Research conducted by the Taxpayers’ Alliance (TPA) think tank found that the Greater London Authority was the highest spender, with City Hall spending £126,700 on grant funding, T-shirts and flags.
The GLA was followed by Surrey Council, where £93,065 was allocated to sponsoring and attending a Pride event, and the City of Wolverhampton Council specified that it spent £620 on “3km of rainbow bunting”.
In 2019, Blackpool Council bailed out that year’s Pride Festival with £68,000 of taxpayers’ cash. It said at the time that it was confident it would recoup the money, with £38,000 expected from sponsorship and other income and £30,000 by turning a profit at future events. Up to date it has only recouped £10,800 of the £68,000 given.
In Leeds, the local council is described as a ‘platinum sponsor’ of Leeds Gay Pride, along with Sainsbury’s, First Direct Bank and William Hill. Unfortunately, we do not have any financial details of the sponsorship. No doubt the cost to the taxpayer will be many times greater than the cost of putting on community bonfires across the city.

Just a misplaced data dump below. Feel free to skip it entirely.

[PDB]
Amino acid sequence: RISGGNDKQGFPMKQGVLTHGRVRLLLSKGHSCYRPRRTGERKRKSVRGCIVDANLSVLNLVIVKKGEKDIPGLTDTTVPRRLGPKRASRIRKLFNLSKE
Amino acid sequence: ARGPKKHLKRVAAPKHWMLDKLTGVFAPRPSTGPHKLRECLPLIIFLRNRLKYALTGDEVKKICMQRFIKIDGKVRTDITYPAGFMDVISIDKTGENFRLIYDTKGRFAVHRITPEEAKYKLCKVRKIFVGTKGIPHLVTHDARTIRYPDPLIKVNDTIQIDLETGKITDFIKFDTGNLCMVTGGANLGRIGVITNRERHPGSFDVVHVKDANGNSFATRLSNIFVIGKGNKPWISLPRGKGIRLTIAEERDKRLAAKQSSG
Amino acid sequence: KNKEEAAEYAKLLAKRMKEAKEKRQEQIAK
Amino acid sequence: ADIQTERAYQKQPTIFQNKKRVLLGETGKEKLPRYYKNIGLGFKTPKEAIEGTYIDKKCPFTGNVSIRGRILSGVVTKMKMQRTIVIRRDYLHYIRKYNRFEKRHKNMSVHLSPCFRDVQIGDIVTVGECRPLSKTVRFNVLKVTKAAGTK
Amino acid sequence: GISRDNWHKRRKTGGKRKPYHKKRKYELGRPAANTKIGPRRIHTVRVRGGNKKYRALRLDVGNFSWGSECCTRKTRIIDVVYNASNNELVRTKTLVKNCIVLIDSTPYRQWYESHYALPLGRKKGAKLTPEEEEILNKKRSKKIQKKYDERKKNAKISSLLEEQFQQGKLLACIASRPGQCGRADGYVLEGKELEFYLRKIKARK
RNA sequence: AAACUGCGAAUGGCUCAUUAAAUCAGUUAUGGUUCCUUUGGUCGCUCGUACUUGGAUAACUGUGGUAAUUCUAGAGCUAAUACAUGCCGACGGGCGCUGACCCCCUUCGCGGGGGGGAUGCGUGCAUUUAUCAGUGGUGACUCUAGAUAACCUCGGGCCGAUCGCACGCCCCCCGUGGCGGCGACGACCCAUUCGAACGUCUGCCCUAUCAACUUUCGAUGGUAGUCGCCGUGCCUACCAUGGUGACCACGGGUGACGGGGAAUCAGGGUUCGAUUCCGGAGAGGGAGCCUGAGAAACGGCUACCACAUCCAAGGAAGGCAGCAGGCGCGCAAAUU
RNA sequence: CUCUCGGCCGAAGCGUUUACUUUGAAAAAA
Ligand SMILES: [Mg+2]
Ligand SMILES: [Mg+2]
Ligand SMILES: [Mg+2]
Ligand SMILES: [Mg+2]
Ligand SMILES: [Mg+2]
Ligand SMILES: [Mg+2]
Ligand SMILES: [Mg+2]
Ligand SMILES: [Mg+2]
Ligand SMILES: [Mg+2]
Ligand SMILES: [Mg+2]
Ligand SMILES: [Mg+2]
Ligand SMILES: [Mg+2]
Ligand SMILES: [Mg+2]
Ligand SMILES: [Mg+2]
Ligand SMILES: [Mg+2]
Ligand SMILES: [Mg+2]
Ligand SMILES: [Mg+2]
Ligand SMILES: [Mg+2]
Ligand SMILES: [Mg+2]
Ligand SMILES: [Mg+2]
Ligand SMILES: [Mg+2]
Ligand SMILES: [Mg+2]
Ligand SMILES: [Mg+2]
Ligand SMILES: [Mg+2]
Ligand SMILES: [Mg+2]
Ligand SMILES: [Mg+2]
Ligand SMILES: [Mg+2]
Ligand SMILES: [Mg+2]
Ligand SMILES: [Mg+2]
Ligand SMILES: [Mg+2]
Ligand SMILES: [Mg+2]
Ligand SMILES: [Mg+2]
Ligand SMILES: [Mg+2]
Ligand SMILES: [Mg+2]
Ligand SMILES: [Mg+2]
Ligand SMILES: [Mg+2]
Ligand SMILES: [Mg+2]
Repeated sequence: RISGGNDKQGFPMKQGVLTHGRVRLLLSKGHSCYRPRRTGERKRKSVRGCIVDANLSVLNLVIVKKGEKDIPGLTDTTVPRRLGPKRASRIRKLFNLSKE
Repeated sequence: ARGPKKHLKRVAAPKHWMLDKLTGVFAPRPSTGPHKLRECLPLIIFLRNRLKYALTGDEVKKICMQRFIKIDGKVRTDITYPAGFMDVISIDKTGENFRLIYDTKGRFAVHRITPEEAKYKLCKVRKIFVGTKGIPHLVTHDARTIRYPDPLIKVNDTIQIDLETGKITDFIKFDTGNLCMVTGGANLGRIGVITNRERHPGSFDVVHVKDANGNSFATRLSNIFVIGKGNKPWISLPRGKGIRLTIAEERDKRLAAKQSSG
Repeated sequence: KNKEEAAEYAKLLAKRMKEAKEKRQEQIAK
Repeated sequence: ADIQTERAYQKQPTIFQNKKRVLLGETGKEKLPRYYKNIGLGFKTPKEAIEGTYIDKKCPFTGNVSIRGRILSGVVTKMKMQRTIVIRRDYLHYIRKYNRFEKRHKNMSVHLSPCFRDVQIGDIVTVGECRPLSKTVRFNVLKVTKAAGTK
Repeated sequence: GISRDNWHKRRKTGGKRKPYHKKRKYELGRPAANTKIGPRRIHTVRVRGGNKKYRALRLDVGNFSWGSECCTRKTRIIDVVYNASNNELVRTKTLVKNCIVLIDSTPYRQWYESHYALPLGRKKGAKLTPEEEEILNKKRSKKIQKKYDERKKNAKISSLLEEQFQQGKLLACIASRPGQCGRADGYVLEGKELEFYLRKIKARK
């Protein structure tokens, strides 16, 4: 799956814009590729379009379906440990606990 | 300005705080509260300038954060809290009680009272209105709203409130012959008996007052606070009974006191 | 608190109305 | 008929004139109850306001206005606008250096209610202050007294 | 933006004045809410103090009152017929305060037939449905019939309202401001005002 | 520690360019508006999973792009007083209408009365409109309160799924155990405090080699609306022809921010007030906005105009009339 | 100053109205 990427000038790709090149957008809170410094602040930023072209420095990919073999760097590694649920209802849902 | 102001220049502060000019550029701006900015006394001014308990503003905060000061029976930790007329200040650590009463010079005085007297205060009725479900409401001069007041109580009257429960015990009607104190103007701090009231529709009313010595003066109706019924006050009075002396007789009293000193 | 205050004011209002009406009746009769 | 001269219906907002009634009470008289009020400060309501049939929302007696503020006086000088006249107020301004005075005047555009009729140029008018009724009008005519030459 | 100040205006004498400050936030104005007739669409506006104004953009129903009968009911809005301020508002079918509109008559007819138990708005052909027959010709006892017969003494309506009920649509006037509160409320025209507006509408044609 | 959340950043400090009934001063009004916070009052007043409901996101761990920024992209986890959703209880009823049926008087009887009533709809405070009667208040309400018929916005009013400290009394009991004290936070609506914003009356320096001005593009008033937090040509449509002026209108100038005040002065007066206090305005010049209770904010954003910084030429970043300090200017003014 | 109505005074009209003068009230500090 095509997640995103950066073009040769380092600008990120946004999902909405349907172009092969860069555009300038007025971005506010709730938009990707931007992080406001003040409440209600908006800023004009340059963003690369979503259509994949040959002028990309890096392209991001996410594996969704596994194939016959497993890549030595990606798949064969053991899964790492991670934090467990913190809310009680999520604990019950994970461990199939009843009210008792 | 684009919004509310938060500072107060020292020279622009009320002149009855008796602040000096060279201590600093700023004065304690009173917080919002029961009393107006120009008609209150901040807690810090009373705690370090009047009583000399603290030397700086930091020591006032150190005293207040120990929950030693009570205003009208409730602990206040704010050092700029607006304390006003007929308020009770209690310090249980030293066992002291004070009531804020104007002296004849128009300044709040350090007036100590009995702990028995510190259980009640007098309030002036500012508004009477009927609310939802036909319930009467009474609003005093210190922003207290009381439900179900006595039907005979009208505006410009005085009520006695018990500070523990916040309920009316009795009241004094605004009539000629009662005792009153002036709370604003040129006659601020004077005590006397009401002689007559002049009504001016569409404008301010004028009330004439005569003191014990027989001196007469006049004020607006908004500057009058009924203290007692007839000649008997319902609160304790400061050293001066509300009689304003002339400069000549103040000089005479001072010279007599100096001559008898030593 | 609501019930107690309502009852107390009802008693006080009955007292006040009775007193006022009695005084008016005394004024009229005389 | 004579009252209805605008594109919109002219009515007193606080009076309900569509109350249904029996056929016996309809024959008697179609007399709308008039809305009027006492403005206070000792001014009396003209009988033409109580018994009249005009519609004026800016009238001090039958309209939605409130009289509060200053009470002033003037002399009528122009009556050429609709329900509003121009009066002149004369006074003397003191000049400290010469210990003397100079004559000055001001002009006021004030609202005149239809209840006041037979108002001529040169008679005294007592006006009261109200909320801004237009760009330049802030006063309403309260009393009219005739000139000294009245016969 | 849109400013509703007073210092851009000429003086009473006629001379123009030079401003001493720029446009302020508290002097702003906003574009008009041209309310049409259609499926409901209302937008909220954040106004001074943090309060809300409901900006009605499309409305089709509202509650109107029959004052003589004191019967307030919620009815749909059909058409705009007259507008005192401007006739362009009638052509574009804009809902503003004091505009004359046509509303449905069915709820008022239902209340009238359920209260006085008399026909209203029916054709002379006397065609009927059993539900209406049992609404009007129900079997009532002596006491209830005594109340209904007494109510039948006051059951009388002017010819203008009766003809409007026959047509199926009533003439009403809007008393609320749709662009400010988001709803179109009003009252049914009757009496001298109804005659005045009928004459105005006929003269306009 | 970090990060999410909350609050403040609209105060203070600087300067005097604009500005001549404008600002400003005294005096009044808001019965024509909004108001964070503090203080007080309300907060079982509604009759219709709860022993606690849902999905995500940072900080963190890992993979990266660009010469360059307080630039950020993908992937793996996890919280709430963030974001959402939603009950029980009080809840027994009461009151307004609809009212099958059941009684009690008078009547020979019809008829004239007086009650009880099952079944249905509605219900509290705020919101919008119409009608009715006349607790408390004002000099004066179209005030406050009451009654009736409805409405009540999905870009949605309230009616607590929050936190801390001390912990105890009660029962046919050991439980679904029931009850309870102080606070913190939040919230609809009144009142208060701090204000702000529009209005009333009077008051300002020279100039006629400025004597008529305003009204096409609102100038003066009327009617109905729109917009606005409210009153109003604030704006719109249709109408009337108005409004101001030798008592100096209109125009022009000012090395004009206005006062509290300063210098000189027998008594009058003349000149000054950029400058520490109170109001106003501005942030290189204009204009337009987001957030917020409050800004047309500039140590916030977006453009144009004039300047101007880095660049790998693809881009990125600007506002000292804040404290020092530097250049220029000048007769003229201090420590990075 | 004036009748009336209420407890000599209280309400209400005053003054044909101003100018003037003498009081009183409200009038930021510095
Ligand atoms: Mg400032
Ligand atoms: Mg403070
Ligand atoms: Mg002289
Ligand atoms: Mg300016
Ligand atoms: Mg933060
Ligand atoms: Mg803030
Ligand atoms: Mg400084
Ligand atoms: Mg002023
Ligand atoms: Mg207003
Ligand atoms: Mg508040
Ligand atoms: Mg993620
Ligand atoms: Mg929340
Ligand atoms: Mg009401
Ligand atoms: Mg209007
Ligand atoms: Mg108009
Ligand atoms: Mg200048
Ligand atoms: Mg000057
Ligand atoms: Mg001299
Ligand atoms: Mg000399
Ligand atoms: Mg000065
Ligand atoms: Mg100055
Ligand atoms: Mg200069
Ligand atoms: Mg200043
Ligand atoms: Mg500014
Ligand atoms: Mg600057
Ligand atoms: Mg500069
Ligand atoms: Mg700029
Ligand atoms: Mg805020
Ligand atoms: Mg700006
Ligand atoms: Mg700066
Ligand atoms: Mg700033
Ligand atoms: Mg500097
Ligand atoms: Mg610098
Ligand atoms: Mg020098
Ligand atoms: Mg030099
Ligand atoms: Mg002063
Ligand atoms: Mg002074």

*Catherine Wheels: Saint Catherine, who was executed by being bound to a wheel and “broken” on it with hammers, was presumably the inspiration for this spinning firework.
*Roman Candle: Based on the myth that the Roman Emperor Nero used to set people on fire, and use them as “candles” at the arena.
*Jumpin Jack: Named after the mythical “Spring Heeled Jack” who terrorised London. Banned in the 1960’s. A health and safety nightmare!
Who Was Guy Fawkes?